George Graham

Today’s Hunger Trumps Tomorrow’s Disaster

We gotta eat. That’s what everything boils down to. The world may be in danger of catastrophic flooding tomorrow, but today we gotta eat. Regardless.

Let the oceans become barren of fish. Let the inland waters become poisoned. Let the mountains be decapitated in an insatiable quest for cheap coal.

In a year or two, the Peruvian glaciers will melt, driving Andes dwellers to the slums of Lima… The ocean will rise and devour the rice paddies of Bangladesh…

Closer to home, North America’s coastal plains face catastrophic flooding as Greenland’s ice fields crumble into the sea…

But, today, we gotta eat.

I watched a climate change program on PBS yesterday, and I wondered how we could be so insouciant about the obvious and disastrous consequences of the policies that now prevail throughout the world.

I wondered how politicians could still insist that scientists’ global warming warnings are specious. And I wondered even more how anyone could believe them.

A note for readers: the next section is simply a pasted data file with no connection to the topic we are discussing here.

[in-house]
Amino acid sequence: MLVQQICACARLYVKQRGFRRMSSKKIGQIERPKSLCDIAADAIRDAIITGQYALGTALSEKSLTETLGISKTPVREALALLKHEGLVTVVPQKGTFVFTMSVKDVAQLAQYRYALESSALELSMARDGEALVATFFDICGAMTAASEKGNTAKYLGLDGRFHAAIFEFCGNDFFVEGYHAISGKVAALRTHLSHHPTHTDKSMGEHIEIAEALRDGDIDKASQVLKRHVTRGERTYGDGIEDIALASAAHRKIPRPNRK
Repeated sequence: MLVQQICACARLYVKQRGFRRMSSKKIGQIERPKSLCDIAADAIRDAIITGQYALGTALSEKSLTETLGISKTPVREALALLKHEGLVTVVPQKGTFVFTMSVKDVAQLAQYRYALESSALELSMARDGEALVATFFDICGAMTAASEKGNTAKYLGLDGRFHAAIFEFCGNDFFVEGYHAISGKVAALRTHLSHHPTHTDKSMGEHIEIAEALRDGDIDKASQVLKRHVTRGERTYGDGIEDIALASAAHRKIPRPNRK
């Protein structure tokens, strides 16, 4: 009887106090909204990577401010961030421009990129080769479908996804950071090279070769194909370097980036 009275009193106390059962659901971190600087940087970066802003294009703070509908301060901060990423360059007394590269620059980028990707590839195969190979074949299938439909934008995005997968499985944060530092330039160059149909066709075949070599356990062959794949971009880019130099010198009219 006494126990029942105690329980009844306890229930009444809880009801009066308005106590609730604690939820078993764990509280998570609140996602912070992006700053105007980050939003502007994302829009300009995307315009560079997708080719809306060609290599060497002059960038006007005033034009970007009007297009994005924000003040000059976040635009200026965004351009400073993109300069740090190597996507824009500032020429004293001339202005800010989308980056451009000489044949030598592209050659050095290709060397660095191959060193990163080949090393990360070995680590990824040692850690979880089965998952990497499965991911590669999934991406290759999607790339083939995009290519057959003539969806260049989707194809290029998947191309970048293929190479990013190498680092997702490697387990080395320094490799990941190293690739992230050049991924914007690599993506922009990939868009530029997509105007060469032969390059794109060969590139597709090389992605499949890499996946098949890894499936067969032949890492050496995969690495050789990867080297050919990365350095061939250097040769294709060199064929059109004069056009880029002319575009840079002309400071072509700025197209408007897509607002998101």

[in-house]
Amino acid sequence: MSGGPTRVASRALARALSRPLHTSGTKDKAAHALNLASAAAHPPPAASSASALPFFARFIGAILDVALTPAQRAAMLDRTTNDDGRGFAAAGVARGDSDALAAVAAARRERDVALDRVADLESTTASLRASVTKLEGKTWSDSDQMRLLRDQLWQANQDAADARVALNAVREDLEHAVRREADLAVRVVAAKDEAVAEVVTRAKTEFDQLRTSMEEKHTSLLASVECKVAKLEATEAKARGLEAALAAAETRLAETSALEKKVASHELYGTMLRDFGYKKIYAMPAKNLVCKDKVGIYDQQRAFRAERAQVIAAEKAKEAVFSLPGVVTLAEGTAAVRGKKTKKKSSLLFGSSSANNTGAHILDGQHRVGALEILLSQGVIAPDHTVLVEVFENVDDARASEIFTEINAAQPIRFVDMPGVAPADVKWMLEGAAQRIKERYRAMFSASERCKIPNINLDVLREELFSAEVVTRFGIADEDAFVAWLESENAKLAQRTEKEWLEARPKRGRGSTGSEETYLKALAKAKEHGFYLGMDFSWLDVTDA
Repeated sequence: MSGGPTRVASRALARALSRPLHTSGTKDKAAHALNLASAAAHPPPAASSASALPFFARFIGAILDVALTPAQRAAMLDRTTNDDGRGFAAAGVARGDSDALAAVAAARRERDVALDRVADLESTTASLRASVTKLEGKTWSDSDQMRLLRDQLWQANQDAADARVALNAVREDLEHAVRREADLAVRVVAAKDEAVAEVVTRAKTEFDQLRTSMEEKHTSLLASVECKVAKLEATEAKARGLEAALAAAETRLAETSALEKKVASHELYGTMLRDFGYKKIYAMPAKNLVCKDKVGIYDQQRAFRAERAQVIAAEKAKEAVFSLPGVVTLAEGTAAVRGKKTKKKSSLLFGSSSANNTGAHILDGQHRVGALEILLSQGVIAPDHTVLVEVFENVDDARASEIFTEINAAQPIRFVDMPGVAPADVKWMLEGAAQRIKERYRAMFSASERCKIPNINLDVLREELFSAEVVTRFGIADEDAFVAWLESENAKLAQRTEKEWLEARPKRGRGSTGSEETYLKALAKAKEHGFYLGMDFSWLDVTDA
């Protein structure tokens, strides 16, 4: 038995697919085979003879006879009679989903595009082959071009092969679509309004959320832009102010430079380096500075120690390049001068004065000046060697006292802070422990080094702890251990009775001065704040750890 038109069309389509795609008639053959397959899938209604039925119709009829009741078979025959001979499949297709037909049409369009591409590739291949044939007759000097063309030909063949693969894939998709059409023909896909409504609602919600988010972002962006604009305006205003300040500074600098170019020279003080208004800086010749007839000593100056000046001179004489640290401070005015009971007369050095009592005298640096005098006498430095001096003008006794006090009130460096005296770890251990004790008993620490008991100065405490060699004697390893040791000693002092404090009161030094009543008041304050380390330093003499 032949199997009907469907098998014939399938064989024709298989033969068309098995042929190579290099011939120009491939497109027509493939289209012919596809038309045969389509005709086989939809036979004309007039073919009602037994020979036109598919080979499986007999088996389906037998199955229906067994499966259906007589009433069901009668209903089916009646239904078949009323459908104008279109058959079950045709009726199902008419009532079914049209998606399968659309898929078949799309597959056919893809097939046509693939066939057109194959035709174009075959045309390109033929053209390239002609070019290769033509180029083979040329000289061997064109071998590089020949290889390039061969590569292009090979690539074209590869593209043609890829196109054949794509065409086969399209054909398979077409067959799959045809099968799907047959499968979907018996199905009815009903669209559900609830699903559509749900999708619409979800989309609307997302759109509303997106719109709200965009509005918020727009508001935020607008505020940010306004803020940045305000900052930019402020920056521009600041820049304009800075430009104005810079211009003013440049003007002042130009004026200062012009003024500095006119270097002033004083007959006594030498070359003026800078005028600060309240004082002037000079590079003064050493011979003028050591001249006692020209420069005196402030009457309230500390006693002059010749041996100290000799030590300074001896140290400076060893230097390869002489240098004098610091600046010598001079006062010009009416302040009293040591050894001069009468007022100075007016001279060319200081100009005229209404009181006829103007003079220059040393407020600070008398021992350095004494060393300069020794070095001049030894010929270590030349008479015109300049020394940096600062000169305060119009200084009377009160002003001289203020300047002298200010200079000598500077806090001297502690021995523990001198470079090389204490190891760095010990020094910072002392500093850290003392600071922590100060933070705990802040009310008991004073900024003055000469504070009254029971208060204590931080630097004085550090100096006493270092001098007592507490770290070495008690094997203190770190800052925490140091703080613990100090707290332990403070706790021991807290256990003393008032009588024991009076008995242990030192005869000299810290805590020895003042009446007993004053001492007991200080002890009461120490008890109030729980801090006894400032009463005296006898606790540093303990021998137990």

And it occurred to me that perhaps the public does not care.

Come what may, their stomachs must be filled.

Perhaps that’s why the polls show American blue-collar voters favoring Republicans in the mid-term election.

Let the waters rage and swell, let the hills be carried into the midst of the sea. They are out of work today. And all they care about now is getting a job.

Perhaps that’s why so many companies are sitting on their cash, refusing to add to their payrolls, holding jobs hostage to force a regime change in America.

Perhaps that’s what the blue-collar voters are betting on. They hope those companies will relent if they get a government that will do their bidding without question, letting them pollute the environment and fleece consumers at will.

Perhaps those voters are right. Perhaps the jobs would be freed if Republicans win control of the U.S. government.

But there’s no doubt about the price the world would pay.


About the author


I am a Jamaican-born writer who has lived and worked in Canada and the United States. I live in Lakeland, Florida with my wife, Sandra, our three cats and two dogs. I like to play golf and enjoy our garden, even though it's a lot of work. Since retiring from newspaper reporting I've written a few books. I also write a monthly column for